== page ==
You should never be sleeping on the job, unless that is your job description.
For those looking to earn some serious cash while counting sheep, look no further because NASA has a position for you.
NASA is offering $18,000 for participants to lie in bed for two months as a way for them to research gravity's effect on the human body in a study called the Artificial Gravity Bed Rest Study (AGBRS), according to INSIDER.
They are looking for 12 male and 12 female applicants between the ages of 24 and 55.
GET PAID TO SLEEP! NASA is currently looking for someone to take part in a bed rest study from September to Decembe… https://t.co/9W2W5yNGcS— FOX 5 DC (@FOX 5 DC) 1553775564.0
If chosen, your temporary lodging will be in envihab, a medical research facility of the Institute of Aerospace Medicine of the German Aerospace Centre in Cologne for a total of 89 days.
@abc7newsbayarea 🙈🙈🙈🙈😂😂😂😂 EASY JOB— Norma🎓🇺🇸🇲🇽🇪🇸 (@Norma🎓🇺🇸🇲🇽🇪🇸) 1553744480.0
Your 60-days of slumber is in addition to five days of assimilating to the new environment and is flanked by 14 days of rest and "astronaut rehabiliation."
The head of the beds will be tilted by six degrees to simulate the "displacement of bodily fluids" similar to what astronauts experience in space, and participants will be limited in their movements to avoid putting stress on joints, muscles and tendons.
Could you stay in bed for 60 days? https://t.co/JhIMMD83qC #NASA #space #sleep #bed— eDocAmerica (@eDocAmerica) 1553868875.0
To set up a comparison, half of the participants will be in a gravity simulation chamber inside a centrifuge spinning at 30 revolutions a minute to observe the physical deterioration of both groups.
Leticia Vega, Associate Chief Scientist for International Collaborations for NASA's Human Research Program, said:
"Both effects are similar to what astronauts experience in space."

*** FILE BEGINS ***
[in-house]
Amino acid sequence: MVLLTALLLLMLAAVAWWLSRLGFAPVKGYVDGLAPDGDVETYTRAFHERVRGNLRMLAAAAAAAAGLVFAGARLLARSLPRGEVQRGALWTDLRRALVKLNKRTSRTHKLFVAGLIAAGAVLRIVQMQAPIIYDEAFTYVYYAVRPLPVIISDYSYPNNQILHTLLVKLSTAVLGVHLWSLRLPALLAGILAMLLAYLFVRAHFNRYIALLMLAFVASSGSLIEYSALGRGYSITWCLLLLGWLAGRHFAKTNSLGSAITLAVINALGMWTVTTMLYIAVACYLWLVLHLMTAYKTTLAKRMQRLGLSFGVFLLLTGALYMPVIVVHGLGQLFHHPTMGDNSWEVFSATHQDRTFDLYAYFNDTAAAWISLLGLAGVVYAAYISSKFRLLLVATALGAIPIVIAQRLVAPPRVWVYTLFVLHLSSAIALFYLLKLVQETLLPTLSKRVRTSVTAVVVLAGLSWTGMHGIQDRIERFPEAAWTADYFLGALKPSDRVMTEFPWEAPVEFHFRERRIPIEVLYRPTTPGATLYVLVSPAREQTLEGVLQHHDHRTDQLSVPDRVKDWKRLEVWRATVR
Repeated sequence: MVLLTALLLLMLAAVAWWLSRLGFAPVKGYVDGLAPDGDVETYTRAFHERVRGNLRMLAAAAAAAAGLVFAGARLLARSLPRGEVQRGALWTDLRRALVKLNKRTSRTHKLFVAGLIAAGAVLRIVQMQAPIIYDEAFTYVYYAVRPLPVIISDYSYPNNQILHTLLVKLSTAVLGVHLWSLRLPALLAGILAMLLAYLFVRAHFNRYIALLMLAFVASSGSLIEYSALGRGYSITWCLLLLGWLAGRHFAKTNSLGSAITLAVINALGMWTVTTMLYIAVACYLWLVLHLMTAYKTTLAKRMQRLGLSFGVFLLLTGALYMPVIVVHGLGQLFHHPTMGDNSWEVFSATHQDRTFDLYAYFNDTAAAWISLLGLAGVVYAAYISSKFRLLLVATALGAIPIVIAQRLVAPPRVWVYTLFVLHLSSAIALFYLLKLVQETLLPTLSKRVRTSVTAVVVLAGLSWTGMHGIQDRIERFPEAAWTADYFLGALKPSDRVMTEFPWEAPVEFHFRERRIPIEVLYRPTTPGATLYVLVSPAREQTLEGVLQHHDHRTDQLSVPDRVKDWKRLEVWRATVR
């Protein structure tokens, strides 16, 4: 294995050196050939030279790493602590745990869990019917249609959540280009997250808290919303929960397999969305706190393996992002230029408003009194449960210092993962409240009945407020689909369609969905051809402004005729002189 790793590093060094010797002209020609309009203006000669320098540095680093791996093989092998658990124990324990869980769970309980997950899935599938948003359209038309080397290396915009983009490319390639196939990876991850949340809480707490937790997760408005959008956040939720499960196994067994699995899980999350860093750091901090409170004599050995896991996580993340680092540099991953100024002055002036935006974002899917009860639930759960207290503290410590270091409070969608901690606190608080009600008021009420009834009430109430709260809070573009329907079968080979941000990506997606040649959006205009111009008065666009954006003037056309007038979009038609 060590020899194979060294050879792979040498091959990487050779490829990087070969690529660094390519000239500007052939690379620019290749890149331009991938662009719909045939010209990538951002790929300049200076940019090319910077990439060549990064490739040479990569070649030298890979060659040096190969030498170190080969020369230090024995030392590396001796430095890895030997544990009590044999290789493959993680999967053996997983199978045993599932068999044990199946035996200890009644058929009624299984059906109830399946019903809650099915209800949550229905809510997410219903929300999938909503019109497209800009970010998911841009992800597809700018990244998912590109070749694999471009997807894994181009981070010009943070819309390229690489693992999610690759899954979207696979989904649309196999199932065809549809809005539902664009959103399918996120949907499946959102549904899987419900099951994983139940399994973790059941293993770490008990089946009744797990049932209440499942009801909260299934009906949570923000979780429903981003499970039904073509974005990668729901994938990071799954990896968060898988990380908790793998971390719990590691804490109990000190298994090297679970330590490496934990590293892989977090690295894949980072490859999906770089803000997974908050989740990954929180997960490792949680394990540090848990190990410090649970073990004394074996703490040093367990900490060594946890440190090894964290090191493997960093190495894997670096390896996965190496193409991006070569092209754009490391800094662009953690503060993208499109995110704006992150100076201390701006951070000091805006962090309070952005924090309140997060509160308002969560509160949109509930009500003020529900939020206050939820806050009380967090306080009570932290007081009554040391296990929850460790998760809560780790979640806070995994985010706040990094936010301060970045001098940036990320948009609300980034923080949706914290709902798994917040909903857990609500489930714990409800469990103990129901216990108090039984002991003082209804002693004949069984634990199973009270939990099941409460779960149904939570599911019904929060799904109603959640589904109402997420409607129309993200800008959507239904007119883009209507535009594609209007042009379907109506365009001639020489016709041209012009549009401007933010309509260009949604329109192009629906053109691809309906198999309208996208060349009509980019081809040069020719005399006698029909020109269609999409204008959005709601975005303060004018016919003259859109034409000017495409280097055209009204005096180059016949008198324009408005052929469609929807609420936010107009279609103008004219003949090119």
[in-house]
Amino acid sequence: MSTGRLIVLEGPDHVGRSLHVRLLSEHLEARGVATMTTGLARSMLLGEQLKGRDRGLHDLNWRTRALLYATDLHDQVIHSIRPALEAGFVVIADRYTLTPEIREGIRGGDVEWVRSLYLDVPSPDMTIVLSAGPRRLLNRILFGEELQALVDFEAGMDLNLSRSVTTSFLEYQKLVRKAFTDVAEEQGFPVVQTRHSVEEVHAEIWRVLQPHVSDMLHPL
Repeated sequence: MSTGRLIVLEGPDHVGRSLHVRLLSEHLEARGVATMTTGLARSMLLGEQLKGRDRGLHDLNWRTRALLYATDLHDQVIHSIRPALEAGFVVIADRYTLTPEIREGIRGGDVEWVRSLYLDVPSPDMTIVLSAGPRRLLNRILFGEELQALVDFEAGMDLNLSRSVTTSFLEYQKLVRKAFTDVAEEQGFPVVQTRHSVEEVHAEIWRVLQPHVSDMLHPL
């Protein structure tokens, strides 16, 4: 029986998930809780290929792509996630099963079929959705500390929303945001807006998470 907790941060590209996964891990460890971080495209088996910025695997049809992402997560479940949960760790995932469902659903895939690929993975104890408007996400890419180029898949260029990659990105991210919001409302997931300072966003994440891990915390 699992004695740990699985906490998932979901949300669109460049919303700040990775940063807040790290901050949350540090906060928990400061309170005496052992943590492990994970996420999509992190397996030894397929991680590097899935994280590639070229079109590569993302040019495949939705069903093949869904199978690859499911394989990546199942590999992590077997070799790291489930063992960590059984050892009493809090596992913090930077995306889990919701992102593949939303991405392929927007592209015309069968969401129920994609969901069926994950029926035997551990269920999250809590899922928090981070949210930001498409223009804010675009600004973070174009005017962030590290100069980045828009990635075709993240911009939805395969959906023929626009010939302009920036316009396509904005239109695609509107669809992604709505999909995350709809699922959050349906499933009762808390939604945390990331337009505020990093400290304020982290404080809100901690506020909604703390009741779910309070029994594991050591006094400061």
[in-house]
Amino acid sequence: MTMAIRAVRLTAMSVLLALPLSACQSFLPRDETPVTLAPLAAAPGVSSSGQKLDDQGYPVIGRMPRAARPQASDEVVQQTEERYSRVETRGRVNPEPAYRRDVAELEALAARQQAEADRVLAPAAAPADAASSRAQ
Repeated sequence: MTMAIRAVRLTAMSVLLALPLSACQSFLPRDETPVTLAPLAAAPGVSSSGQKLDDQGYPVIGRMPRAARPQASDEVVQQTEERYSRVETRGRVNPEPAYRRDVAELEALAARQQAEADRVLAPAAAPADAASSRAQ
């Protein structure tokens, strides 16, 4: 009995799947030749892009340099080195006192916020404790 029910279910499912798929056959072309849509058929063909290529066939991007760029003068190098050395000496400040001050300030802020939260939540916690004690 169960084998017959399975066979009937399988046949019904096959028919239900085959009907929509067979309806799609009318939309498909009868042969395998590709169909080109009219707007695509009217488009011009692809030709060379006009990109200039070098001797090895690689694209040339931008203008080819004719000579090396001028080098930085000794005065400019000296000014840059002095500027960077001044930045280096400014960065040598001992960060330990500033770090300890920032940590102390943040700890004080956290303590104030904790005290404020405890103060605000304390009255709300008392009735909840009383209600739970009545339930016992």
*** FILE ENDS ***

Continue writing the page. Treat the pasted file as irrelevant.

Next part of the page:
"Although the effects of weightlessness are primarily investigated on the International Space Station, analogues such as :envihab are helpful when studying certain research topics under controlled conditions on Earth."
"These findings will later be validated on the ISS."
The study aims to "address the issue of muscular atrophy caused by weightlessness," according to Jennifer Ngo-Anh, Team Leader in Human and Robotic Exploration at ESA.
@abc7newsbayarea Where do I sign?— California Matthew (@California Matthew) 1553772481.0
There will be two campaigns, with the first group already having arrived on March 25.
The second session to take place in September will have an application deadline of May 24, and those Interested can email firstname.lastname@example.org.
@abc7newsbayarea that’s $12.95 an hour for two months straight of “work” 👀👀👀— triet (@triet) 1553750382.0
@abc7newsbayarea @Thinkersact Bring on the bed sores and bloodclots. I'm in.— ThisIsFine (@ThisIsFine) 1553745759.0
@abc7newsbayarea I know several lazy bastards who can do this in their sleep!— PF Flyer Lover (@PF Flyer Lover) 1553746516.0
Not so fast.
Because the study is a joint cooperation with the European Space Agency (ESA) and takes place at the German Aerospace Centre (DLR), applicants must be fluent in German.
@abc7newsbayarea I don't speak German...anyone willing to teach me so I can apply for the job? 😏— 🐧 azucena (@🐧 azucena) 1553748159.0
What do you think?
Is it your ultimate dream job?